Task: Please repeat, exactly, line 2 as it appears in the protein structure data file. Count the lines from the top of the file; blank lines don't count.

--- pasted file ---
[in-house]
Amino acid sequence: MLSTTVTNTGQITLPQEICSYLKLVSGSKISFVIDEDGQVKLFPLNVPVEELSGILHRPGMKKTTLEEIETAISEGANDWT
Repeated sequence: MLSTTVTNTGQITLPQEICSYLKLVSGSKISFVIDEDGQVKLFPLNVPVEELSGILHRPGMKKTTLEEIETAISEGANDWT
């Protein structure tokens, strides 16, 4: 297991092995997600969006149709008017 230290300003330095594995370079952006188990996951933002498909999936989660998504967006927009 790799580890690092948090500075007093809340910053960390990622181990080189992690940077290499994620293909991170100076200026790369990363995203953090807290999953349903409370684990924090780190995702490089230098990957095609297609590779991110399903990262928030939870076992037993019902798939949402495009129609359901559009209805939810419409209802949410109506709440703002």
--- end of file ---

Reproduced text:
Amino acid sequence: MLSTTVTNTGQITLPQEICSYLKLVSGSKISFVIDEDGQVKLFPLNVPVEELSGILHRPGMKKTTLEEIETAISEGANDWT